When considering euthanasia, you may ask “how do I know if my pet is suffering?” Unfortunately, there is no easy answer. Some pets exhibit outward signs of discomfort while others do not. However, noticeable changes in your pet’s appetite, attitude, alertness, bowel or bladder movements, sleep patterns, or grooming habits may indicate that your pet is in discomfort.
Once you have determined that your pet is uncomfortable, sought veterinary medical advice, and decided to follow through with euthanasia, you need to decide the best way for the euthanasia to be performed for your family. Common decisions include whether or not to be present during the procedure, where the procedure is to be performed and how your pet’s remains will be handled. To help you make your decisions, we explain the procedure to you as well as discuss some of the natural changes your pet may undergo during the euthanasia to help make the experience of euthanasia as easy as it can be for your family.
At Strathmore Veterinary Clinic, our approach to euthanasia is to administer a single IV injection of a medication that will stop the heart, respirations, and brain activity. The medication used is an ultra-concentrated form of an injectable anesthetic. The medication works very quickly. Once injected, the medication will typically take only seconds to work.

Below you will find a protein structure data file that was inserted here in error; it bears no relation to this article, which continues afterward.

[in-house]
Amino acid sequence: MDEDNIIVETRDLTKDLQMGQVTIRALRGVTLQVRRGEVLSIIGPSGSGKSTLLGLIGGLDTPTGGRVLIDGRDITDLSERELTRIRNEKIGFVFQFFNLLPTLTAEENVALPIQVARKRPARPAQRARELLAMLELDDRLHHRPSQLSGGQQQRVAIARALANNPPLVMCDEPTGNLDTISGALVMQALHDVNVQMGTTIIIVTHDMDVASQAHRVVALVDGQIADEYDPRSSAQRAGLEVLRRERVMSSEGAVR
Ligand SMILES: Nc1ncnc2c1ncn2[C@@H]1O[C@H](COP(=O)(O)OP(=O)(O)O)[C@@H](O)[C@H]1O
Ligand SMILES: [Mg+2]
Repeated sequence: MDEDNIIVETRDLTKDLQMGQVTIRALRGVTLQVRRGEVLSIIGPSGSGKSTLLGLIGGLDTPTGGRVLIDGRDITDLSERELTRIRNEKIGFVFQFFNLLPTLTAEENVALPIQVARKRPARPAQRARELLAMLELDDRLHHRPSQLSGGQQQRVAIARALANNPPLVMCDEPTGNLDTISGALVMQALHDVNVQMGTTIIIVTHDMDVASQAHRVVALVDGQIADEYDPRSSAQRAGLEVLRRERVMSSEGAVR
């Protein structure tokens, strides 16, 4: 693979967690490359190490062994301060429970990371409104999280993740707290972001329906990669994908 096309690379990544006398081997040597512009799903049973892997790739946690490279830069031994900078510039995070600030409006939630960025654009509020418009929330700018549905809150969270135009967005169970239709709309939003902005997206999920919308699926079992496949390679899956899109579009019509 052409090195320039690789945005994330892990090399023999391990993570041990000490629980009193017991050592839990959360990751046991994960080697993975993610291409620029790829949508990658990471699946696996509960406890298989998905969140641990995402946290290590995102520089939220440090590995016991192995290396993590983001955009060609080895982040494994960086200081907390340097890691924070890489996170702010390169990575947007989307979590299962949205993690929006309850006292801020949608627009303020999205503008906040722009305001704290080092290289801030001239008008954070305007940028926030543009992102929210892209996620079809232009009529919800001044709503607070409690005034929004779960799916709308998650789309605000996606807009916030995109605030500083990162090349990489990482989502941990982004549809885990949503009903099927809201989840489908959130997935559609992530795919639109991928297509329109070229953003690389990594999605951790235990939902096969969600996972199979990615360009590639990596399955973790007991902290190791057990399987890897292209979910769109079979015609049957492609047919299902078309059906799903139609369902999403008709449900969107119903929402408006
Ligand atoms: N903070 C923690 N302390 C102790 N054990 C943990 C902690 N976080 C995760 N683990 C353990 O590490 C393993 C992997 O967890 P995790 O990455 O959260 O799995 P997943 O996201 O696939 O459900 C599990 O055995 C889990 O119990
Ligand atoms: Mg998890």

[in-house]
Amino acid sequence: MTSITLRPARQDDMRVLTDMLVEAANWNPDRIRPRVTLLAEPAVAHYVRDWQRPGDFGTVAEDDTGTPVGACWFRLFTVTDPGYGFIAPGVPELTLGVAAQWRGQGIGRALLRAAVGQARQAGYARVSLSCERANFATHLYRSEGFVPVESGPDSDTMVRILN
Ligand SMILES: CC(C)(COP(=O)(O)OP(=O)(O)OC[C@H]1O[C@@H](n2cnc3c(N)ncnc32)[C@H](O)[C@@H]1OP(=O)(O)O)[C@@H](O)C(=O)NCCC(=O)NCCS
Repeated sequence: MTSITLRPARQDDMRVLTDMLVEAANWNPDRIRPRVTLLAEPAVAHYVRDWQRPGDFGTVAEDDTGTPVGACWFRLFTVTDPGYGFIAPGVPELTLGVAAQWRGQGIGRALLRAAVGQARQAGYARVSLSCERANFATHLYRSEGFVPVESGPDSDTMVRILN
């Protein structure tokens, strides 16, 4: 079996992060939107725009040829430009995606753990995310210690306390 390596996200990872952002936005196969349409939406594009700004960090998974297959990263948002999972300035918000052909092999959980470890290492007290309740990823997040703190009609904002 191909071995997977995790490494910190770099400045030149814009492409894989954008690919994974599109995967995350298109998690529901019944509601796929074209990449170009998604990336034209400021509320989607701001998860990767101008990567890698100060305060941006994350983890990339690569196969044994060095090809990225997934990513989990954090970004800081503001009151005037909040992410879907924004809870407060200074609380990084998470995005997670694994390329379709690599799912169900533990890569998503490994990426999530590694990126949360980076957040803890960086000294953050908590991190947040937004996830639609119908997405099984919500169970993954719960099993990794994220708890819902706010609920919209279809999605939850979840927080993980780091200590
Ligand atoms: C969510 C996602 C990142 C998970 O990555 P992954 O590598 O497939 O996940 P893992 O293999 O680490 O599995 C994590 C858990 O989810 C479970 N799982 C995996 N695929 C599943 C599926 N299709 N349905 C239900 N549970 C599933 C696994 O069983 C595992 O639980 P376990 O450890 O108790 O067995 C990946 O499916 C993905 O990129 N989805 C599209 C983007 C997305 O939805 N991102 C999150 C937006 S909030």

After euthanasia has been performed, paw impressions can be made. The Animal Memorial Services can perform a communal or private cremation. If electing a communal cremation, your pet’s ashes are not returned. With a private cremation, your pet is cremated alone and you receive its ashes. For private cremations, you will often have the option to have the ashes returned in a plain box, so you can spread them or bury them, or in an urn.
If you are considering burial, you should consider local laws which, at times, town and city municipalities do not permit. Before burial, you should also consider if other animals have access to the location as they may become attracted to the burial site and dig up your pet’s remains. You should also consider your permanence at the burial location. Some people experience renewed grief over their deceased pet at a later date if they move from the location in which it is buried. Regardless of how you think you may feel, you should at least consider these factors before burial is considered.
The amount of grief one experiences varies greatly when a pet passes. Some people can cope with the loss of a pet very easily and move on. Other people may never recover fully from the loss of a pet. Grief is a perfectly normal emotion to have following an euthanasia. If you need help dealing with the loss of a pet, there are several means of support ranging from family members to books and from Strathmore Veterinary Clinic to pet loss support hotlines.